Smart doorbells sold for low prices on online marketplaces can be easily switched off, stolen or hacked by criminals, a Which? investigation has found.
Which? bought 11 smart doorbells, some of which looked very similar to Amazon Ring or Google Nest models, available from popular online marketplaces such as Amazon Marketplace and eBay.
Working with cybersecurity experts NCC Group, high-risk security issues were found among all of the doorbells, including two rated as critically vulnerable and a further nine rated as high impact.
Flaws included weak password policies, a lack of data encryption and an excessive collection of customers’ private information – all of which risk exposing sensitive data to cybercriminals.
Some of these flaws even enabled the physical theft of the doorbell or made it easy for an intruder to switch off the device.
The Qihoo 360 Smart Video Doorbell, pictured above, which was available on Amazon, was easy to steal as criminals could simply detach it from the wall with a standard Sim-card ejector tool included with all smartphones. It can then be reset and sold on.
Two devices tested, by Victure and Ctronics, had a critical vulnerability that could allow cybercriminals to steal the network password and use that to hack not only the doorbells and the router, but also any other smart devices in the home, such as a thermostat, camera or potentially even a laptop.
The Victure Smart Video Doorbell, which Amazon labelled the number one bestseller in ‘door viewers’ and had a review score of 4.3 out of 5 from over 1,000 ratings, was found to send customers’ home WiFi name and password unencrypted to servers in China.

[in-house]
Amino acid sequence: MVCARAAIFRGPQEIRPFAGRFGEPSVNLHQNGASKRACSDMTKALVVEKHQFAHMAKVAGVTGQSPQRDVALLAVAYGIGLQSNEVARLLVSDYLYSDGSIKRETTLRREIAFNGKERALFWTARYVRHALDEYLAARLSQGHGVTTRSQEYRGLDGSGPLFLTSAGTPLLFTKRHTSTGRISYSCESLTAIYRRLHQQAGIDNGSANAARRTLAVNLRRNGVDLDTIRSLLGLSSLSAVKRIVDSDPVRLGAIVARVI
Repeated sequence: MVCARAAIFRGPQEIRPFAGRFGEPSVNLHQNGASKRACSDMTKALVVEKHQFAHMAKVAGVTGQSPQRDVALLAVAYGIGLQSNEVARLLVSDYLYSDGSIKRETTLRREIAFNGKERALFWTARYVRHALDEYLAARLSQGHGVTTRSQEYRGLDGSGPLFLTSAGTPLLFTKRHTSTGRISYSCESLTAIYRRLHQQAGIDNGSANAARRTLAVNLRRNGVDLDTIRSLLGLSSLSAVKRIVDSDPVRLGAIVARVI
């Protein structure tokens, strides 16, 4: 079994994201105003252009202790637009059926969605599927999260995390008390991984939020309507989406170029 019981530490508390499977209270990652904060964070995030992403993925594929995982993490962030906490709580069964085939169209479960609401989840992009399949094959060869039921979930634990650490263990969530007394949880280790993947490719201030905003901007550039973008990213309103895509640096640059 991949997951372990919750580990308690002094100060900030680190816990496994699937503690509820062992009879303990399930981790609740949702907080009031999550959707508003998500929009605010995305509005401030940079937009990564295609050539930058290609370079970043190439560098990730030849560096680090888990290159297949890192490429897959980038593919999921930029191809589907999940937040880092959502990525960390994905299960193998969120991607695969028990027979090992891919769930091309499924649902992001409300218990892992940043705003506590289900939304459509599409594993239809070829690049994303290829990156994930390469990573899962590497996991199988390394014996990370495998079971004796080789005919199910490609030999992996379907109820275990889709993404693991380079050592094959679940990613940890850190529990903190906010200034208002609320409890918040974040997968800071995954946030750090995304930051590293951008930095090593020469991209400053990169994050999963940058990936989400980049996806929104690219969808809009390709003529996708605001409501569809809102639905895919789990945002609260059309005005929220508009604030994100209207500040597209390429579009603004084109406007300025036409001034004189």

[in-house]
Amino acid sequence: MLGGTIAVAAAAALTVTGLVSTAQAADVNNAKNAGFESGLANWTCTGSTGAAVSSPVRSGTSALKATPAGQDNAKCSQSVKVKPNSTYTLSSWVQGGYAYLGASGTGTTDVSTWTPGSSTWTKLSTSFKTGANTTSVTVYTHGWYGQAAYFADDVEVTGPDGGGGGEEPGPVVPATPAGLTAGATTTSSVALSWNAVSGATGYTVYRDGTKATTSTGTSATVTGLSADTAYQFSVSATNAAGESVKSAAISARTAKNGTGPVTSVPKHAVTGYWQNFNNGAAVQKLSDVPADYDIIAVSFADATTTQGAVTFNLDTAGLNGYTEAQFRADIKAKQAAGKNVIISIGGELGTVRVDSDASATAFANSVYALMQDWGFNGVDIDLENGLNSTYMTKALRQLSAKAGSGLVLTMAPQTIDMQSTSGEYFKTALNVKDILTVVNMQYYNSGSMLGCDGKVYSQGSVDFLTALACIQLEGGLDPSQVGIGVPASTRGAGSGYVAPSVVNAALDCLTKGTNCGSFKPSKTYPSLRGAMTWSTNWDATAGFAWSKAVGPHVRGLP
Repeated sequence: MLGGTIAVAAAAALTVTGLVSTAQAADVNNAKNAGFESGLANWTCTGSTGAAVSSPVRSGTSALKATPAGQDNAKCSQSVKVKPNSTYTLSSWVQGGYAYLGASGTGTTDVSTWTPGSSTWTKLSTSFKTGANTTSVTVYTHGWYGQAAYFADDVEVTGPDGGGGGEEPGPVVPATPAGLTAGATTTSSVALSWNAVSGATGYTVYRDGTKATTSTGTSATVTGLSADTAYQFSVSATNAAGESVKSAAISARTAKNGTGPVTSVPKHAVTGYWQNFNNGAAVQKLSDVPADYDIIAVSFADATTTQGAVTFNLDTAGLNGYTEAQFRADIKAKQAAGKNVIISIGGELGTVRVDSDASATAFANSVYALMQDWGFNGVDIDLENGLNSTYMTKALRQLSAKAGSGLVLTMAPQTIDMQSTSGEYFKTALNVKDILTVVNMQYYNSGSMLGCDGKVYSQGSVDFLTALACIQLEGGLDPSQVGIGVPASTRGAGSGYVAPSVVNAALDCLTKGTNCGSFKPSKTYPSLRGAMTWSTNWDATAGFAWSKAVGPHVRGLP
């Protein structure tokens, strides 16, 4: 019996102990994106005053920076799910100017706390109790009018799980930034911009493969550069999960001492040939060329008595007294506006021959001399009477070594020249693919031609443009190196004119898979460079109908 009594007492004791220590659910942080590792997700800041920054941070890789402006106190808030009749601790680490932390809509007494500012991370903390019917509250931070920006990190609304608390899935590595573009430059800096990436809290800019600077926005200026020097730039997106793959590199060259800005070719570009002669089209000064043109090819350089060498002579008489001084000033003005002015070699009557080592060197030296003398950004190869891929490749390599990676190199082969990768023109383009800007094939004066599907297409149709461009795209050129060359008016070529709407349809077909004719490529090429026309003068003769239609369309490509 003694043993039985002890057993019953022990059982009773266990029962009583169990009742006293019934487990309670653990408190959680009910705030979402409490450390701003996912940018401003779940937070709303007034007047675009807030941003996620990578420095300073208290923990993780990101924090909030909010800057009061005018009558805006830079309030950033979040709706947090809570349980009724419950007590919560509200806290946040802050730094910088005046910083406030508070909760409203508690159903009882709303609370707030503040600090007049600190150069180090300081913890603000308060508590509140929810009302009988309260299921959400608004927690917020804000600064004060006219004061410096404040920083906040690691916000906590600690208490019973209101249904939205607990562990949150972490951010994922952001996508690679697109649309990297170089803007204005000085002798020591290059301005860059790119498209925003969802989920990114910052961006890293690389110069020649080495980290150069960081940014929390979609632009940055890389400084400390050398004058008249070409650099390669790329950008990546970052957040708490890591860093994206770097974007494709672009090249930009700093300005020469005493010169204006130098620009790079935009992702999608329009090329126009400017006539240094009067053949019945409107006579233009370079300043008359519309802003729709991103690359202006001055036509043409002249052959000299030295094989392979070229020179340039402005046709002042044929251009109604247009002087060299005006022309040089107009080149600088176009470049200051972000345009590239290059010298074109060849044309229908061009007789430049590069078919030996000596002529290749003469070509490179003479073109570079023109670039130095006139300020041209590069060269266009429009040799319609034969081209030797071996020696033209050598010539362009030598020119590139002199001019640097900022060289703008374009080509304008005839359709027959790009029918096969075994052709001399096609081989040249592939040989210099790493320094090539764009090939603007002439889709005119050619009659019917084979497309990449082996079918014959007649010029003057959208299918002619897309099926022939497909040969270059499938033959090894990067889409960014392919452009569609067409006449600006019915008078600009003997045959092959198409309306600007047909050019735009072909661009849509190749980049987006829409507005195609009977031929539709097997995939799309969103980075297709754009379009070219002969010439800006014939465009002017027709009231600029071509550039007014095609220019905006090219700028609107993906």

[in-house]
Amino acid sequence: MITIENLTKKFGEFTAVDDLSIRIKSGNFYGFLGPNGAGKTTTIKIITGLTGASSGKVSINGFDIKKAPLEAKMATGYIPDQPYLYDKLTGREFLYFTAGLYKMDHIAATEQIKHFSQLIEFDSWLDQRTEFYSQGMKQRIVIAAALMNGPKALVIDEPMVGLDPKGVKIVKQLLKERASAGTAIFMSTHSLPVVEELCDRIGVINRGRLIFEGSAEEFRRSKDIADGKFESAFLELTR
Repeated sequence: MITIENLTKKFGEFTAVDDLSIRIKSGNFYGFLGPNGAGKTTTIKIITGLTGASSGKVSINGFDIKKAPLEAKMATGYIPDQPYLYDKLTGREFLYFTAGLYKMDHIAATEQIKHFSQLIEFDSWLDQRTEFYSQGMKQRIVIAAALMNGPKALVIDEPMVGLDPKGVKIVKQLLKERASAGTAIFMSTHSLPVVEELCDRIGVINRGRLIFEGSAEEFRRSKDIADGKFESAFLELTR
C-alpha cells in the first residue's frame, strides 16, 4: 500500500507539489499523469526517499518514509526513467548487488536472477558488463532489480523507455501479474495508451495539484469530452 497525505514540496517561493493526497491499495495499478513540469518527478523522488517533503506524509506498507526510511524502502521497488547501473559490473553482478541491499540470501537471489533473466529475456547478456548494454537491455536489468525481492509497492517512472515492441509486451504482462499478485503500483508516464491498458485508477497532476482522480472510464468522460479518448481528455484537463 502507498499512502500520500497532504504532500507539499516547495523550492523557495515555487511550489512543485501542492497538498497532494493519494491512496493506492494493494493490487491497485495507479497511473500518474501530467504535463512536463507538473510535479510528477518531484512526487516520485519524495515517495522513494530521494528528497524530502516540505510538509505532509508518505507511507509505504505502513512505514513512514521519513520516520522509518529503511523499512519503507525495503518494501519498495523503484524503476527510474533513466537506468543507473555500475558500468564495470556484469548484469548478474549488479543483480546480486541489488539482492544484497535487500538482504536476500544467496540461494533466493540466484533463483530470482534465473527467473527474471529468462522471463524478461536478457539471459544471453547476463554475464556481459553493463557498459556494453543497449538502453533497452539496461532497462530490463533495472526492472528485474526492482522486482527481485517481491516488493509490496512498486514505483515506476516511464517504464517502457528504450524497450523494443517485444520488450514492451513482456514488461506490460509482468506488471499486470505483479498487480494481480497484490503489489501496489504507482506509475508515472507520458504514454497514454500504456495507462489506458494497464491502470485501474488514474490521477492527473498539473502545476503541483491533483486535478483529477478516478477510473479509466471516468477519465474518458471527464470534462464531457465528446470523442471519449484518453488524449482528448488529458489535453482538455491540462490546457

If stolen, this data could allow a hacker to access people’s home WiFi – enabling them to target their private data, and any other smart devices they own.
The consumer watchdog also found another doorbell available on Amazon, by a brand called Ctronics. It was endorsed with the Amazon’s Choice logo and looked virtually identical to the Victure. After purchasing it and sending it to NCC Group, it was found to be a near-exact clone, with the same firmware and data encryption vulnerabilities.
Which? believes that both these cases are in breach of the General Data Protection Regulation and has reported them to the Information Commissioner’s Office (ICO).
In one case, testers found a flaw with a doorbell sold on eBay that reverts the device to a ‘pairing’ stage. This takes it offline and could enable a criminal to seize control of it to steal the doorbell, or just stop it from recording while they burgle the customers’ home.
Which? reported its findings to eBay and it put Which? directly in touch with the seller of the smart doorbell, who then removed the listing.
Another device, bought from eBay and Amazon without any clear brand associated with it, was vulnerable to a critical exploit called KRACK. This is a vulnerability in the WiFi authentication process that would allow an attacker to break the WPA-2 security on someone’s home WiFi and so gain access to their network.